• Robert Young says:

        Well. The key to that observation is the word “statistics”. More and more, BI, and quant generally, is being consumed by the “Big Data” meme. In that venue, R doesn’t do as well. First, because it’s memory resident, and fixes to support RBAR style calculation aren’t native (likely, can’t be, but that’s a guess). And second, because Big Data doesn’t do much with statistics, if one exclude descriptive statistics from the definition.

        R is best suited to sample based inferential problems, whether one adopts frequentist or Bayesian approach. No, I haven’t categorized the 6,000+ packages on CRAN. Yet. If you have every attribute on every customer, for example, there’s not much need for inference. There are other things one can do with such data, but they tend into the area of OR.

      • jaehyeonkim says:

        I’m not sure if memory limitation is still be a big issue for R. These days it doesn’t seem to be expensive to run R on cloud. Also it is reported that even big companies like Yahoo or MS find it more effective to do much of the analysis in a dedicated single server rather than multiple servers. Of course raw data should be processed appropriately for it beforehand but this seems to be what SAS or R suits.

        As far as I’ve informed, inference can be extended to prediction. And, for prediction, I don’t think anyone has all data.

        It is hardly possible to imagine a ‘one-size-fit-all’ type of tool and analysis workflow should be ‘pipelined’ in an effective way. In my opinion, R can play quite a useful role in a workflow. And the fact that R can be called or embeded in other languages or BI tools could be a definite advantage to SAS.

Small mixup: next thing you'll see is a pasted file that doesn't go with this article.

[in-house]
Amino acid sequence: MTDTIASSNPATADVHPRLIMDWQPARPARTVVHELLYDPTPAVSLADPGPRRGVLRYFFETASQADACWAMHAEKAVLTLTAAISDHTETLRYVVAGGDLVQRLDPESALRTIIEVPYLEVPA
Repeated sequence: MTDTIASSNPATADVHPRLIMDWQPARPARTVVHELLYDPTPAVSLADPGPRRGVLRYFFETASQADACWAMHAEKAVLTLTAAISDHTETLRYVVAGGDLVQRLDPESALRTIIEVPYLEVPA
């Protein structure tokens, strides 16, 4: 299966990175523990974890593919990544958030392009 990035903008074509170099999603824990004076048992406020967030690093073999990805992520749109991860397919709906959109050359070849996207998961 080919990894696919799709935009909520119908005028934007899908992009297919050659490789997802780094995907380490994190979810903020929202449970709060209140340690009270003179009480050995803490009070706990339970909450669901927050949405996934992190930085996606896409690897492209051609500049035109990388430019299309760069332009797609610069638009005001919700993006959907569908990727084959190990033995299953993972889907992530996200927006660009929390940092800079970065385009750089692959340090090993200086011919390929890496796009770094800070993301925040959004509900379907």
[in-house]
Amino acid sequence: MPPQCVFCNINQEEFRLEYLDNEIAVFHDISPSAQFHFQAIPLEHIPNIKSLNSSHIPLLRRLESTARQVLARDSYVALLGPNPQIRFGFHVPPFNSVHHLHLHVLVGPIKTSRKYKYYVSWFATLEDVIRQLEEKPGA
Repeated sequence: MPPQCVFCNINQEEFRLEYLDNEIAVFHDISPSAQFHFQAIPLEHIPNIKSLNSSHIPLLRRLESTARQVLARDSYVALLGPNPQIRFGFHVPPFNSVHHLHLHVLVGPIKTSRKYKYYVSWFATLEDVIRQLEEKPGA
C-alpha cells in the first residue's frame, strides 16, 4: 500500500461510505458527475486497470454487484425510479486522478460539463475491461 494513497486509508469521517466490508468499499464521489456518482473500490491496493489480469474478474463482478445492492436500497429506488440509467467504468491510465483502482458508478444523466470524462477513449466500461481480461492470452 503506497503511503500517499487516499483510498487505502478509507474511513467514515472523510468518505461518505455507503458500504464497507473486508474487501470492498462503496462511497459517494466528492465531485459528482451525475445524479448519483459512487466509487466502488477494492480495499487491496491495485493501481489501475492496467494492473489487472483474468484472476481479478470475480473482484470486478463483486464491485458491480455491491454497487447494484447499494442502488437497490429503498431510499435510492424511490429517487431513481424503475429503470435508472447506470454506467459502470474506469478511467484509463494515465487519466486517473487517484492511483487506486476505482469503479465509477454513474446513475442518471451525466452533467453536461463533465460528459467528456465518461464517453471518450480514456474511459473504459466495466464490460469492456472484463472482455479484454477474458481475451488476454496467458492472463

• Bob Muenchen says:

        Hi Jaehyeonkim,

        Good point. Large memory cloud machines are cheap for short-term use and memory is pretty cheap too.


      • jaehyeonkim says:

        this seems to be what SAS or R suits. –> the doesn’t seem to what SAS or R aims for.

    • Of course, if you really know what you are doing you know that Deep Learning can be done with most neural network packages, of which there are many in R.

      • R Lover says:

        That’s a defeatist mindset. If we use that logic, we can as well argue that we can go to C, instead of R. It’s also a matter of conveniecne.. Not just what can be put together..

      • No, doing Deep Learning in C would be very difficult because you would have to build the foundation algorithm from scratch. Any well-informed user can perform Deep Learning using a number of R packages, without a lot of coding.

        Of course, if you’re not well-informed…

  3. SAS are moving their BI applications to a new set of tools. The evaluated tools of this research , probably, SAS BI Dashboard and SAS Web Report Studio are being replaced by a new generation of an integrated analytics platform, ready to Big Data capabilities, such as Hadoop, In-Memory and In-Database processing. I´ve being worked for many year with differente BI applications and believe that SAS is now achieving the ideal point between BI capabilities and statitistics integrated in single and robust platform. SAS spent time and money to get a better interface and develop a interactive and easy-to-use tool,. See more and say me what you think about:

    • Bob Muenchen says:

      Hi Washington,

      Thanks for the info on their new tools. I wish them luck with them!


    • Robert Young says:

      I looked at the link, but didn’t find any mention of in-database processing. I gather that means something along the lines of PL/R (postgres) and Oracle and SAP functionality to run R (or other stat engine) routines from the SQL statements.